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This code in the controller

av =
av.extend ApplicationHelper
content = av.render(:file => "show", :locals => { :user => @user })

and the show.html.erb have the link_to helper , operation code error

undefined method `url_for' for nil:NilClass

I add av.extend ActionController::UrlWriter in the controller , still error

undefined method `default_url_options' for ActionView::Base:Class
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do you mean in the model? – vinhboy Mar 28 '14 at 19:07


content = render_to_string(:file => "show", :locals => { :user => @user })
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Usually, in Rails, when something is very hard, it is because you are not approaching the problem from an ideal angle. I can't really answer this question directly, other than to advise not to do this. Ideally, view logic should be in the view, and not the controller. With a few rare exceptions, like using a link_to helper in a flash message (which can be easily solved), these concerns should be separated. This does not seem like one of those exceptions. Instead, I would recommend one of the following (slightly more Rails-y) techniques:

Option 1:

It looks like you are trying to render the view for the show action. This can easily be accomplished by using render :action => 'show' (docs). This will not run the code for the action, just use that view.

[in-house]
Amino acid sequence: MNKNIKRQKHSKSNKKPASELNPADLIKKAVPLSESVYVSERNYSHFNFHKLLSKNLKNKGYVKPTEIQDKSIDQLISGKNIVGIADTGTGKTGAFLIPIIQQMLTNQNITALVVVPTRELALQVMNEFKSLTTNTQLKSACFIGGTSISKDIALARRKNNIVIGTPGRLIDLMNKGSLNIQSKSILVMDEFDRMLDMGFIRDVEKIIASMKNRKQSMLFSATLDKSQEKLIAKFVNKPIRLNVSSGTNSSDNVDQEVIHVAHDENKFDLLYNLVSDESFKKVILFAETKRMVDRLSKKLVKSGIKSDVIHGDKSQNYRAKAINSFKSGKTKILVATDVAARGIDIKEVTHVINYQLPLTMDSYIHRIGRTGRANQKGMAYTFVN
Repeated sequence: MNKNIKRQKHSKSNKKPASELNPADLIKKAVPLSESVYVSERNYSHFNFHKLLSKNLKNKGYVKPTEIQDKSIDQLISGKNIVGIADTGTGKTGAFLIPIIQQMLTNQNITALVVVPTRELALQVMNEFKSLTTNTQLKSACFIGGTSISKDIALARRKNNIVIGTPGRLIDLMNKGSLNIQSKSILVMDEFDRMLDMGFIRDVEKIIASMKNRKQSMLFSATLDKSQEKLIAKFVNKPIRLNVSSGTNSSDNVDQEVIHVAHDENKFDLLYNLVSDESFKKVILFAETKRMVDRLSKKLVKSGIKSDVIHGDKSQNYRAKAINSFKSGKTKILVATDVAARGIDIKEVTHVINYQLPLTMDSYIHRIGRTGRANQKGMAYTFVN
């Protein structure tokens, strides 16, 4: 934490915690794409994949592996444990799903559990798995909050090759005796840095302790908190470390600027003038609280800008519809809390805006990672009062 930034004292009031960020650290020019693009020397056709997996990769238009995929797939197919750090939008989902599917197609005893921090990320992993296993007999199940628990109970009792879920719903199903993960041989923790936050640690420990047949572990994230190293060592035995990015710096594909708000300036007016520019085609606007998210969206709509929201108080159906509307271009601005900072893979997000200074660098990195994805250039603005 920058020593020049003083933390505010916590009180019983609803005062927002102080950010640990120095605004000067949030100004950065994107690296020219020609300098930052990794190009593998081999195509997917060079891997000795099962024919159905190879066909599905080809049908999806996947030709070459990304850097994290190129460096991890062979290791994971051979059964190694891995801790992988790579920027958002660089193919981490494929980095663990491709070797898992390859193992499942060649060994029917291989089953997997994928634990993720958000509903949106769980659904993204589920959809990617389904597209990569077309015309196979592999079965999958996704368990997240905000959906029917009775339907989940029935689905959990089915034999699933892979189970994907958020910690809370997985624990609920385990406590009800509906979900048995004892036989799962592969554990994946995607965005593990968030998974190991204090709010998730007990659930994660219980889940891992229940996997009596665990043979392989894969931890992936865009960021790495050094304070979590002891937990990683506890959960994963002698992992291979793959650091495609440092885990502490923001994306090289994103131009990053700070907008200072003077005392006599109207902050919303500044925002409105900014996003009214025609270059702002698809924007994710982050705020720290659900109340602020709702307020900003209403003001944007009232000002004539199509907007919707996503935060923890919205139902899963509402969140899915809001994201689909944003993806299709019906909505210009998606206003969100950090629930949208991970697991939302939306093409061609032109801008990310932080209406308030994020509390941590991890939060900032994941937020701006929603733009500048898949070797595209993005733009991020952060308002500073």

Option 2

In the event that option 1 is not viable in your situation, you may alternatively consider some variation of the following technique. Render the default view, as normal. Move the existing content of the view into a partial, and your new content into a partial of its own. Then in your view, simply toggle the partial to render based off of an appropriate condition - the existence of @user, for this example: render :partial => @user ? 'new_content' : 'existing_content'. Depending on your application structure, it may be that this can be further simplified by just rendering the same partial from your show view and the view for the action referenced in the question.

I think keeping the various elements of an application isolated into their intended concerns not only makes this easier to develop and maintain by following the principle of least astonishment, but also usually makes the application much easier to test, as well. Sorry for not answering your question - hope this helps, anyway.

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I suppose it was called outside controller so I do it this way in Rails 3:

av =["app/views"])
av.class_eval do
  include ApplicationHelper
  include Rails.application.routes.url_helpers
  default_url_options[:host] = ''
  def protect_against_forgery?
@result = av.render(:file => "show", :locals => { :user => @user })
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